We’ve talked about things this like before (here, here, here, and here) but we once again see examples of a really bad habit organizations, governments, and, in general, people have – punishing people for human error. The most recent example is the crash involving comedian Tracy Morgan, who, as of the time of this writing is still in critical condition, where four people were injured and one was killed. Prosecutors have charged the truck driver with vehicular manslaughter and assault by auto, citing the fact that he was awake for more than 24 hours before the crash.
Let’s forget the fact that the driver is being punished for an outcome he couldn’t control (after all, if he was awake for 24 hours but DID NOT get into an accident simply because of luck, would he have been charged with anything?). Let’s just look at the idea of punishing the human error.
First, we have to assume one thing – the driver did not intend to crash into the limo that was carrying Morgan and company. If the driver did intend to cause harm then punishment may be deserved, but it’s pretty unlikely this is the case.
What happened then? The truck driver was tired and likely made a mistake. The remedy? In a scene akin to the witch burning scene in Monty Python and the Quest for the Holy Grail, we are looking for someone to punish and the driver is an easy target.
After all, assuming it’s true, how could he be so stupid as to stay up that long before driving?
Indeed, that is the question. We have to remember that if anyone has “put their money where their mouth is,” or, to use a more appropriate colloquialism, “has skin in the game” it’s the driver. In this case staying up too much led to injury and death to others, but in many cases it can lead to injury or death for the driver. So right off the bat the driver has a vested interest in being safe. So the problem isn’t one of motivation.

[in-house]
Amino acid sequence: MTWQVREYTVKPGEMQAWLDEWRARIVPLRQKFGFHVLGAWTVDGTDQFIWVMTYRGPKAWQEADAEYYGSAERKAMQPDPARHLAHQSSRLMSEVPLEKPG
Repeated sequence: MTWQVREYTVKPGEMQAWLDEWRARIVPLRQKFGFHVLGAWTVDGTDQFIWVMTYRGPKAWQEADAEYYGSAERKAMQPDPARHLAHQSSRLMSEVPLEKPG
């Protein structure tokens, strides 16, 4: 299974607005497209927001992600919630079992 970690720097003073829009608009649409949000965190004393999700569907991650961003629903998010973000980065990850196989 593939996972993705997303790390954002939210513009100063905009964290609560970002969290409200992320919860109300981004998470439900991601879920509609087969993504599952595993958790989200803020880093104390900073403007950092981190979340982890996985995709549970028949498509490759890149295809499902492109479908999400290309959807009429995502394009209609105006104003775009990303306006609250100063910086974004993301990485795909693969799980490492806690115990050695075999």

Further, we should also admit that if you asked any truck driver if they went without sleep for a long period of time whether they would be a less safe driver that this would not be news to them. Most know that being fatigued makes you an unsafe driver. So the problem isn’t knowledge.
So, if truck drivers want to be safe drivers and if they know that they should get enough rest before driving, why did this accident happen?
The convenient answer is to say that this particular truck driver was particularly bad and therefore deserves punishment.
…but what if the problem isn’t just with this driver? What if this truck driver isn’t really that much different than any other truck driver? What if the issue is unreasonable production schedules, faulty procedures and regulations, and incentive structures that reward drivers for driving while tired? What good is punishing them going to do?
Obviously the answer is – nothing. However, you could argue that punishing human error in situations where it is a system problem actually makes things worse. What ends up happening is that workers go into defensive mode. Rather than incidents being opportunities to learn, they become times to find fault for some and duck for cover for others. The bottom line, as Todd Conklin says, you can either choose to find fault and blame, or you can learn. You can’t do both. If we choose fault and blame, like we always do, then we will get what we always got. And that means more accidents, more injuries, and more deaths.